The Fair Work Commission (FWC) has recently updated 112 modern workplace awards with changes to annual leave terms. Employees covered by most Australian workplace awards now have the options to ‘cash out’ some of their annual leave and to take annual leave in advance. Some workplace agreements have also been revised to give employers greater powers to deal with excessive annual leave balances.


If you are an employee covered by an Australian workplace award, or if your employees are covered by an award, the recent changes by the FWC regarding annual leave terms may affect you.

Workplace awards are enforceable documents, made and varied by the FWC, which set out minimum pay rates and employment conditions for entire industries or occupations. There are 122 industry and occupation awards that cover most people working in Australia.

The award(s) that apply to employees depends on the industry they work in or the job that they do. You can visit the FWC website to find out what award you may be covered by: https://www.fairwork.gov.au/awards-and-agreements/awards.

Most of the changes take effect from 29 July 2016.

If a business has an enterprise or registered agreement and an employee is covered by it, the employee will not be covered by an award and the recent FWC changes will not apply to them.


The rules about cashing out annual leave, taking annual leave in advance, managing large annual leave balances, and payment for annual leave have been changed in most awards. We have provided an overview of key changes below:

  • Cashing out annual leave: Employees are now allowed, by a signed written agreement with their employer, to cash out a maximum of two weeks annual leave every 12 months, as long as they have at least 4 weeks annual leave left after the cash out.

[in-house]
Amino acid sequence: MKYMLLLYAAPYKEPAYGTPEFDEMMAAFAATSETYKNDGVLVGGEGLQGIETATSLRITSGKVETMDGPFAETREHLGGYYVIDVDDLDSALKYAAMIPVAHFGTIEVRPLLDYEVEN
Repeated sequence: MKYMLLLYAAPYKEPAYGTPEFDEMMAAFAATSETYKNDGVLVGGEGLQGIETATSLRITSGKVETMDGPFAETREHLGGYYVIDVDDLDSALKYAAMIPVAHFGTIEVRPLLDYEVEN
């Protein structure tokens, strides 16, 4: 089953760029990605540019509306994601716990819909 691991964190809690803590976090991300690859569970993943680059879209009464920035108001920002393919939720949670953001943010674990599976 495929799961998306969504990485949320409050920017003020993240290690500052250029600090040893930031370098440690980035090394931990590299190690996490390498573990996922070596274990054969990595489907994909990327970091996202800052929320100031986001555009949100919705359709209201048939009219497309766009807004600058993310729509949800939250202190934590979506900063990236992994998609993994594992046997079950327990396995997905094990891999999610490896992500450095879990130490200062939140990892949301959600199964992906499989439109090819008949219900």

• Taking annual leave in advance: Employees are also now allowed to make a signed written agreement with their employer to take annual leave before they have accrued it. The written agreement must include the amount of leave taken and the day the leave will start.
  • Managing excessive annual leave balances: When an employee has accumulated at least eight weeks (‘excessive’) annual leave, and an agreement cannot be reached between the employee and employer on when to take it:
    • employers will be able to tell the employees, in writing and with at least eight weeks’ notice, that they must take annual leave; and
    • employees will be allowed to tell their employer, by written notice, that they will take a period of leave.

The changes dealing with excessive annual leave will only take effect from 29 July 2017.

  • Payment for annual leave: Awards that previously provided that annual leave has to be paid before the employee starts their leave have now been updated so that employees who are usually paid by EFT can continue to be paid during their leave using their usual pay cycle.


Not all workplace awards have been updated, and not all the changes apply to all of the awards. If you are covered by an award, or if your employees are covered by an award, you can find out whether the changes apply to you at www.fairwork.gov.au.

If you would like further advice regarding the workplace awards or agreements that affect you, or if you are faced with a workplace issue and require trusted legal advice to resolve the matter quickly, the team at Lynn & Brown Lawyers can help you. We can provide expert legal advice to both employees and employers.


About the authors:
This article has been co-authored by Claudia Giovannini and Steven Brown at Lynn & Brown Lawyers. Claudia is currently studying law at UWA and hopes to be admitted as a Perth lawyer in or about 2018. Haley has a keen interest in is family law and estates. Steven is a Perth lawyer and director, and has over 20 years’ experience in legal practice and practices in commercial law, dispute resolution and estate planning.

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